This post is long enough, so I'll review Prine and Krauss' excellent sets tomorrow. But first, in all my fanboyish glory, the setlist:

1. A Kiss Before I Go
2. Peaceful Valley
3. To Be Young (Is To Be Sad, Is To Be High)
4. Beautiful Sorta
5. What Sin Replaces Love
6. The End
7. Shakedown on 9th Street
8. Please Do Not Let Me Go
9. Madonna, Sean and Me / Expressway to Yr. Skull (Sonic Youth cover)

Friday, August 05, 2005


Tonight at work I was helping a customer with finding an item in the dairy case when I heard a woman two feet to my left mutter something sounding like, "Oh no..." to her small child. A minute or so later, she turned around, came up to me and said, "Excuse me, there is a broken egg on the floor." I looked around and sure enough, there was a broken egg sitting next to a closed carton of eggs. She was already walking away.

What I responded with was a polite, "Don't worry, I'll take care of it," but I really just wanted to speak my mind. No, there is not just a broken egg on the floor. Broken eggs do not just appear on the floor. They are not naturally occurring entities. Madame, you or your child broke the egg, I can tell this from the carton you closed. This is not something to be ashamed about. I cannot get annoyed about it. I myself do it occasionally. What I can get annnoyed with however, is that you did not tell me the truth. For whatever reason, you deemed it unseemly to take responsibility for a simple mistake. That is simply disrespectful. Please go away now, and let me clean up your mess. It is my job.

Monday, August 01, 2005

Yummy in My Tummy

After I finished work tonight, I went out looking for some rapini (broccoli raab) to make with Italian sausage and pasta for dinner tonight. Before eventually finding it at Superstore for $1.98/lb, I stopped in at the Starbucks by 170th street and 100th avenue. Now, normally when I go to coffee, I go to the Second Cup in Oliver Square. Cori, my junior high crush, works there, and after seeing her for the first time in years she told me to come back all the time and visit her. Flirting? Not likely, but I'm not one to take that chance.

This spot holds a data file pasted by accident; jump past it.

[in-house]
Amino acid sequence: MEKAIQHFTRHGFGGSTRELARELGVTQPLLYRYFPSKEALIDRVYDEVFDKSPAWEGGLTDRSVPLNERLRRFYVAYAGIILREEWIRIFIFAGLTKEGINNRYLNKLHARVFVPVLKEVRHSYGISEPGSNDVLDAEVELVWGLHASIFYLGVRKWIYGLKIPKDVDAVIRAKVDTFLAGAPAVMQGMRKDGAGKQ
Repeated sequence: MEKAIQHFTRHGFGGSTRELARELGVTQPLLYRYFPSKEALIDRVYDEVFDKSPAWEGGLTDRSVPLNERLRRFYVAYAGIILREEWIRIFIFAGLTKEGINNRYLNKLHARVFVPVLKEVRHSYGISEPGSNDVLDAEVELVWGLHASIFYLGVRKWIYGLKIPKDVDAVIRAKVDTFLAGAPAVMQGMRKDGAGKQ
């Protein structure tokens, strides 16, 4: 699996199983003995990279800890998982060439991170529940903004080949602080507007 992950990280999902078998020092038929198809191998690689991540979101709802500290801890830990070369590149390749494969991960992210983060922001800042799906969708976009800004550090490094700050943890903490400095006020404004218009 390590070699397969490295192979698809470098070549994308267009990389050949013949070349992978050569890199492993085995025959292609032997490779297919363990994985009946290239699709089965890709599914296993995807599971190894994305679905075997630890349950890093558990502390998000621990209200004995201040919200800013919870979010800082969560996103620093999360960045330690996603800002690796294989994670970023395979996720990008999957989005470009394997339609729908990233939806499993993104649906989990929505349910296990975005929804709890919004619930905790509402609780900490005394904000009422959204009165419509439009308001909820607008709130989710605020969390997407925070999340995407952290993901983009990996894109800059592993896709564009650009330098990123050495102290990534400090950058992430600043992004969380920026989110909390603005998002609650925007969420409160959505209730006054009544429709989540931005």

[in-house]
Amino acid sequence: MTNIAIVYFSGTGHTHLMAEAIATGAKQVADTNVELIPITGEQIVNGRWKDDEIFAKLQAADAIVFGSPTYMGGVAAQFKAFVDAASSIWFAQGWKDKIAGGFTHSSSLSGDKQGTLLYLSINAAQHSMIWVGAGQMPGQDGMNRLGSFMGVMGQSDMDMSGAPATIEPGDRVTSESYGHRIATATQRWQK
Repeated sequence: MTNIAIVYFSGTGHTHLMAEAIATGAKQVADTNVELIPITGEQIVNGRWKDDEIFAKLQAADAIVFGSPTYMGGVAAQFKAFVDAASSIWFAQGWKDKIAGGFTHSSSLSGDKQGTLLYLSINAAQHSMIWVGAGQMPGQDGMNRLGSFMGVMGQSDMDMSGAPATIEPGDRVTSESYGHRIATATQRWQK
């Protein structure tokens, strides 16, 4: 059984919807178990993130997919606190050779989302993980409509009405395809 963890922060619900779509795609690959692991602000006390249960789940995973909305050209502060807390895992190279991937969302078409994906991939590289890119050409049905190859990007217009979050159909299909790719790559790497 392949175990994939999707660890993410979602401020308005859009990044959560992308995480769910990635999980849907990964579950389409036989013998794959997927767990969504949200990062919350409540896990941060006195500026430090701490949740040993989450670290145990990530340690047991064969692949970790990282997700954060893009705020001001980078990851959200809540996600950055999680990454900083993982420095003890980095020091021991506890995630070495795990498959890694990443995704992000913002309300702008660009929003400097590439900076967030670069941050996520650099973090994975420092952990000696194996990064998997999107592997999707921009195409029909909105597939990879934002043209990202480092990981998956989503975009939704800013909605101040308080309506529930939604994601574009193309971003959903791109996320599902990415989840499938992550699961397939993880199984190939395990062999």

When I'm not being this irrational, I just go to Starbucks. When it's warm out, nothing beats a mint mocha chip Frappucino. I've got two main choices here: the one in Jasper Gates and the one in the Chapters on 170th street. They both have their plusses. The Jasper Gates location has cute baristas and is slightly closer, and the 170th street location has my friend Dru. This one often wins out, because when forced to interact with a cute girl I have no chance with, I'd much rather pick the one where I can cut through all the awkwardness, infatuation, and depression and skip straight to the ooey gooey nougat centre of denial and rationalization.

I just never get tired of the nougat. Sure, it's a little chewier and sticks to your teeth, but it's worth the trouble because it goes with everything.